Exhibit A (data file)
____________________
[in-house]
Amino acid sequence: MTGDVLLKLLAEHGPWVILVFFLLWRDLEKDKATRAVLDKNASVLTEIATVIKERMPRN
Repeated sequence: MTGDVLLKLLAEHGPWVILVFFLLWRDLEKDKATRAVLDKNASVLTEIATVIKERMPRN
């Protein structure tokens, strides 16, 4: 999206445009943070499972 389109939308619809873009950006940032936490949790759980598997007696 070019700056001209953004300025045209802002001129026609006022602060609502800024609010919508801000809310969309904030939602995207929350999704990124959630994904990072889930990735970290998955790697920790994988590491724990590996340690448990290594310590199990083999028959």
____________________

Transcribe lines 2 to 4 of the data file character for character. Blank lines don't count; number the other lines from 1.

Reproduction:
Amino acid sequence: MTGDVLLKLLAEHGPWVILVFFLLWRDLEKDKATRAVLDKNASVLTEIATVIKERMPRN
Repeated sequence: MTGDVLLKLLAEHGPWVILVFFLLWRDLEKDKATRAVLDKNASVLTEIATVIKERMPRN
């Protein structure tokens, strides 16, 4: 999206445009943070499972 389109939308619809873009950006940032936490949790759980598997007696 070019700056001209953004300025045209802002001129026609006022602060609502800024609010919508801000809310969309904030939602995207929350999704990124959630994904990072889930990735970290998955790697920790994988590491724990590996340690448990290594310590199990083999028959």